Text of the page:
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It is worth spending a few minutes doing your homework if you intend visiting a Buddhist place of worship – a Vihara. Owing to the fact that a number of Buddhist traditions are relatively new to the UK, the place of worship you could be visiting might belong to one, or more, of a number of traditions – traditional Theravadin, far eastern Mahayana, Zen, Nirchiren and so on. It is likely that the Buddhist place of worship you will find to visit will have been established either by western converts, or by refugees from perhaps Cambodia, Burma or Tibet. Remember also that Buddhist worship is individualist rather than congregational. Congregational worship occurs mainly at festival or celebration times. This should become a key learning concept.

It is important to remember that Buddhism is five hundred years older than Christianity. Buddhism spread over most of the far east and took in all the cultural and religious influences of the countries with which it came into contact. The beliefs and practices of Buddhism also developed and matured and this had a big influence on the style of buildings used for worship by Buddhists.

However, at the heart of Buddhist belief were the Three Jewels –

I seek Refuge in the Buddha, I seek Refuge in the Dhamma,

I seek Refuge in the Sangha.

And it was the Sangha, or community of monks, through which meditation and devotions were made, that had the biggest impact on the style of building. Because Buddhism generally focuses its devotions through meditation, then it is inevitable that this practice will have a significant impact on the type of building. There are arguably two main traditions of Buddhism. The first is Theravadin or the Tradition of the Elders which is to be found in for example in Sri Lanka, Burma, Vietnam and Thailand. Here the oldest traditions of devotion and meditation are still adhered to, and it was probably these traditions that were first introduced to the UK by British academics and explorers. There are Theravadin Viharas in the UK and it is worth finding out if there is one near you.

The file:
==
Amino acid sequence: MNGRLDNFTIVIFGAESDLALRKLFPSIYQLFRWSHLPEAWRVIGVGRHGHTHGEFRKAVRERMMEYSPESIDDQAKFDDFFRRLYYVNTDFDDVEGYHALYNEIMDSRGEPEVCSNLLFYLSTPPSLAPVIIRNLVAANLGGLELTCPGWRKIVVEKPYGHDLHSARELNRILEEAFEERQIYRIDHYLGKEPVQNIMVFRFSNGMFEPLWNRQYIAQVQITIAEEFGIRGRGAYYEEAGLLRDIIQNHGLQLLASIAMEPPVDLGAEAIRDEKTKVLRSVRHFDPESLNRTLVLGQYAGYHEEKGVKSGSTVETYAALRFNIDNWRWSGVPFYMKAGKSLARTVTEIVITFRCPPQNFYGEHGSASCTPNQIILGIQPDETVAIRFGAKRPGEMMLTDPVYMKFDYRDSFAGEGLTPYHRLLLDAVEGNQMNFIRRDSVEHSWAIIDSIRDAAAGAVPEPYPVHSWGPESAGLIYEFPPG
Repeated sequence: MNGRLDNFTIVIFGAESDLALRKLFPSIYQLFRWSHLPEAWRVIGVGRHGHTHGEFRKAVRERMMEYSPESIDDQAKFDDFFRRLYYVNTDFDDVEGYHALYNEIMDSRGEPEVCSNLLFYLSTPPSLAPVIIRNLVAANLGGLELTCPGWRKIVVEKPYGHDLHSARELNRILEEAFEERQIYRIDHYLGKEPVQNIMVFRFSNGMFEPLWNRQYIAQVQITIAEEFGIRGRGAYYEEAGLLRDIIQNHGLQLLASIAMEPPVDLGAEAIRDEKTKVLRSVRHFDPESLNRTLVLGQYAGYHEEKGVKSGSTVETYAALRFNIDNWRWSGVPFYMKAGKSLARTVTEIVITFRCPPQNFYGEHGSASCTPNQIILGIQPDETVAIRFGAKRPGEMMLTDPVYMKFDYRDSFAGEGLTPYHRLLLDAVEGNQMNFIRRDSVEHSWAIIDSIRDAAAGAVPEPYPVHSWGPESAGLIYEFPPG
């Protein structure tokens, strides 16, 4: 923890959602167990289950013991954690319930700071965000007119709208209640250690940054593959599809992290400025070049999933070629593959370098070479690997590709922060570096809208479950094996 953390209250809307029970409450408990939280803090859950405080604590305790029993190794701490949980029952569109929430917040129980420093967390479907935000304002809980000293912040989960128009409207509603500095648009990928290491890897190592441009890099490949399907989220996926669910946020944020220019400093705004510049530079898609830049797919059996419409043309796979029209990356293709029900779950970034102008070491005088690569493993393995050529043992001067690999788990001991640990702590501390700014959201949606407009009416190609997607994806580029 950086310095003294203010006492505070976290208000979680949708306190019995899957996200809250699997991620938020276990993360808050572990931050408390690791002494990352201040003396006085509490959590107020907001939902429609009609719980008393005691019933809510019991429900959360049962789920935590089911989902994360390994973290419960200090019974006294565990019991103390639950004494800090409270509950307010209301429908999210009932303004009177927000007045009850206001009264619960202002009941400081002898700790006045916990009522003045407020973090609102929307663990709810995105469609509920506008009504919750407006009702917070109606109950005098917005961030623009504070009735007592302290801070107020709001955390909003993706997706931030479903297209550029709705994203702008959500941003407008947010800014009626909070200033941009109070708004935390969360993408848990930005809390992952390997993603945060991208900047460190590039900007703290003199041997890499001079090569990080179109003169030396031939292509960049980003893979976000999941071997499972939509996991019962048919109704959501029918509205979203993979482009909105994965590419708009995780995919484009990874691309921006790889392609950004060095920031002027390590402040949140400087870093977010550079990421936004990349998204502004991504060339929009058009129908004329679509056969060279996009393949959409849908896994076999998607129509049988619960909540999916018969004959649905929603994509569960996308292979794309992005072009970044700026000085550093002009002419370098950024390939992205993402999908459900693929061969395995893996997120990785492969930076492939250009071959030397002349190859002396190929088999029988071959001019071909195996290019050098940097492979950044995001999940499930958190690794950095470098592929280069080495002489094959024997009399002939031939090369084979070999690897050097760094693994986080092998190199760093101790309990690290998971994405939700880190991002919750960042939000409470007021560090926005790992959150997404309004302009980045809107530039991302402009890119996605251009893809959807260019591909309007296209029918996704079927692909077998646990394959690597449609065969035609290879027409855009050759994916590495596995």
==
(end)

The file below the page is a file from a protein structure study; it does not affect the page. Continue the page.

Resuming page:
Mahayana traditions have a more complex belief system based on the Bodhissattva and but still retain the tradition of meditation as a central act of devotion. Thus there will be similarities of style in the buildings.

Two further descriptions of a vihara, one in the south of the country, another in the north, can be found on London Grid for Learning site which was written by the RE adviser for Hackney Borough, Mr Karl D’Cruz. And at www.interfaithkirklees.org.uk .


Places of Worship



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